I'll admit, it was a little scary making those deliveries at first - the neighborhood is pretty desolate at night (it's near the Lincoln tunnel), the facility feels a lot like a garage (bare concrete, metal cages, etc), and the kids give you an assessing look that could be curiosity, could be suspicion, could be determining if you're worth mugging. But now that some of them recognize me - and after my last delivery, a lot more of them probably will from now on - and I know what to expect, well, I'm used to it...and I want to participate more actively.

So thank you, Dani, for approaching me about preparing dinner for them this Saturday evening. I'll help you with the unfamiliar and at times intimidating environment, and you teach me to cook for 30-40 teenagers. I'm looking forward to this!

Friday, January 23, 2009

$30 bought me 30 Thank You's

I normally drop off supplies (these days, mostly of the edible persuasion) at the homeless teen shelter every week, but the weather has been too bitter and nasty to make that 2.7-mile roundtrip walk. That didn't stop me from accumulating lots of items from their wish list though, so this delivery got packed up in my full-size 25" wheelie suitcase...4 boxes of cereal (Frosted Flakes, Special K, Cap'n Crunch), 2 containers of oatmeal, 20 lbs of chicken legs, 30 eggs, 4 lbs of bacon, 1 lb grated parmesan, 2 boxes of cake mix with matching frosting, and a bagful of free sample-size Head & Shoulders shampoo and Old Spice deodorant that were collecting dust in a closet at my mom's office. Pretty good haul for $30!

In good, that one of the boys who watched me unpack the suitcase of goodies stood in the middle of the room and shouted, "Everyone, everyone, listen up! Instead of going out and getting drunk or getting a little something something on a Friday night, she came all the way down here with a big load of REAL SHIT for us!!! And we all need to thank her, every single one of us."

You know what I think really did it? The bacon. I gave them eggs and bacon, and one of the kids who loves to do the cooking, well, his jaw hit the floor. Some of the others actually looked confused that I'd brought them name brand cereal (that would be the "real shit"). Their pantry shelving just had bags of rice, cans of beans and tomatoes, and a lot of recently-delivered rolls. I wish I'd looked more closely when they opened the fridge, but I did register that there was plenty of room for the chicken, bacon, eggs and cheese....and no milk or fruit. No milk? How were they going to eat the 2.5 boxes of corn flakes they had lined up for tomorrow's breakfast -- dry?

On the way out, an exotic trannie and one of the girls who gets excited whenever I bring socks stopped me. Sock girl wanted me to know how much they really appreciated the donations because "people would rather give to shelters for single men than teenagers from the other side", meaning that many of them were gay. I just said kids are kids, and should never be forgotten...and went on my way with my empty wheelie bag, thinking how much better that $30 was spent than if I'd gone to a bar and had, what, 3 drinks?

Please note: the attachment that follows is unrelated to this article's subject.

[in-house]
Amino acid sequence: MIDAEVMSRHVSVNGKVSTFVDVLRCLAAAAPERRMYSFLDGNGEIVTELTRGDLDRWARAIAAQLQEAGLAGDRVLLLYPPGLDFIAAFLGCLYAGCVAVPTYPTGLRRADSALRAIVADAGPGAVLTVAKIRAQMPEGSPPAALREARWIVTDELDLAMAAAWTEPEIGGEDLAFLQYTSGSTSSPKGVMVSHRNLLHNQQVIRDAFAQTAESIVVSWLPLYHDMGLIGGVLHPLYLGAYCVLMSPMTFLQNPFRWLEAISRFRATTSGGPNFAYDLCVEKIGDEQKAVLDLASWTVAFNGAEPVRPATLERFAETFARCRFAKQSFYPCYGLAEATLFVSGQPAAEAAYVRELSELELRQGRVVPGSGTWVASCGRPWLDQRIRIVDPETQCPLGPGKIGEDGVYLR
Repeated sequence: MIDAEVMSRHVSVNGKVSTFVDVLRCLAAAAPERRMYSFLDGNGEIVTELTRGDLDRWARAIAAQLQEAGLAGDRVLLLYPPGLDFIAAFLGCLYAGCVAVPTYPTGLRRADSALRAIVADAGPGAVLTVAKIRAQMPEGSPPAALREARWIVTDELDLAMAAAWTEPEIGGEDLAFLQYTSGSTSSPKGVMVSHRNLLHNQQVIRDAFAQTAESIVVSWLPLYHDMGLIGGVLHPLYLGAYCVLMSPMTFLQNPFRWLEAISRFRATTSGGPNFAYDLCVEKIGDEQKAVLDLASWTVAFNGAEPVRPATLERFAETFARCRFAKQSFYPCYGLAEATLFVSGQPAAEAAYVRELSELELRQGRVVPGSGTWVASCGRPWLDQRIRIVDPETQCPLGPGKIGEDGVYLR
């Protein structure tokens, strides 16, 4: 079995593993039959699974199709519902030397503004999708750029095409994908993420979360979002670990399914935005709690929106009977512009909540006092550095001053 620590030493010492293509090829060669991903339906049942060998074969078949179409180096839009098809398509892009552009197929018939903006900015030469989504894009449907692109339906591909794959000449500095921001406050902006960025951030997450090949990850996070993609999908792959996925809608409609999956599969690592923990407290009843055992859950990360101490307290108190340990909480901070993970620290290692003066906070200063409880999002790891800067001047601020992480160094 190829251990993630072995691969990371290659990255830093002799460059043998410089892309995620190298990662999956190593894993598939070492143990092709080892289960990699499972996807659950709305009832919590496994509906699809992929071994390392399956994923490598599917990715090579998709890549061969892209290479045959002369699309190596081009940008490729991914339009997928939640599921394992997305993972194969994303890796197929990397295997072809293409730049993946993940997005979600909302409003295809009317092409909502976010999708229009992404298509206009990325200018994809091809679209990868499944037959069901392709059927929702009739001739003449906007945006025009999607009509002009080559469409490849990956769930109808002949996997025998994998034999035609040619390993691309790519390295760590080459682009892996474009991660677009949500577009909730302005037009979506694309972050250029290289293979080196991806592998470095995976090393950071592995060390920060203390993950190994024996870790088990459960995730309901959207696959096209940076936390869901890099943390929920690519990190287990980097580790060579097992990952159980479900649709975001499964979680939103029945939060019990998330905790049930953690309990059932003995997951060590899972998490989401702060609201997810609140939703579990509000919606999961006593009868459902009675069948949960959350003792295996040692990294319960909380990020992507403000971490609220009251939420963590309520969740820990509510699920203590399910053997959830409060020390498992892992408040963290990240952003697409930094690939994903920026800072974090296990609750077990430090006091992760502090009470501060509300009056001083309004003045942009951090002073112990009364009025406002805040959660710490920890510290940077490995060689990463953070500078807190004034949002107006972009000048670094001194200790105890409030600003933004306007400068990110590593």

Friday, January 16, 2009

Goods4Girls Update

I was very sorry to note that Crunchy Chicken is shutting down her Goods4Girls project, which collects donated cloth menstrual pads for distribution at schools and orphanages in Uganda, Sudan, Kenya, etc. because her time is stretched too thin. Several people, including myself, left comments to the effect that we'd love to take on all or part of the project and keep it going. I imagine she'll be making a decision soon, since the domain name expires in a few weeks.

If not, and this is the end of Goods4Girls, I might try to do what I can on my own. If things go as planned, I'll be booking my ticket to Nairobi for a 3-week stint in East Africa, where I'll be spending half the time helping out at The Baobab Home. As I like to do when I travel to impoverished parts of the world, I was planning to bring out some of their Wish List supplies. Even if the scope of their work doesn't include adolescent girls, I'm sure they'll know how to direct me!

Saturday, January 3, 2009

The Food Bank Needs a Bail-out

Judging from the Yahoo groups online Wish List put out periodically by the Homeless Youth Services shelter where I drop off donations, the New York Food Bank must be approaching bankruptcy. First they eliminated eggs, then fruit, then milk. And judging from the current Wish List, they are no long supplying any protein, and even such stand-bys as cereal, pasta, and canned tuna are scarce.

Well, the weather isn't too cold today, so I'll be making the rounds of assorted supermarkets and pharmacies to take advantage of their specials to add to the milk, eggs and tangerines I picked up yesterday. The final item on this week's Wish List reads:

We need food! The food bank and similar organizations are stretched thin, and we're feeling it. Tonight I served pasta and sauce (no cheese or meat) and tomorrow we're going to be down to beans and rice . . . bring a friend and a bag of groceries and cook dinner for the shelter or drop off some of the following items:
parmesan cheese
ground beef
hot dogs
spices: esp. adobo, onion and garlic powder, cumin
fresh fruit esp. oranges and bananas
popcorn kernals - we have a popper

I had an exceptionally good week of business, so I'll be doubling my usual weekly expenditure on this shelter.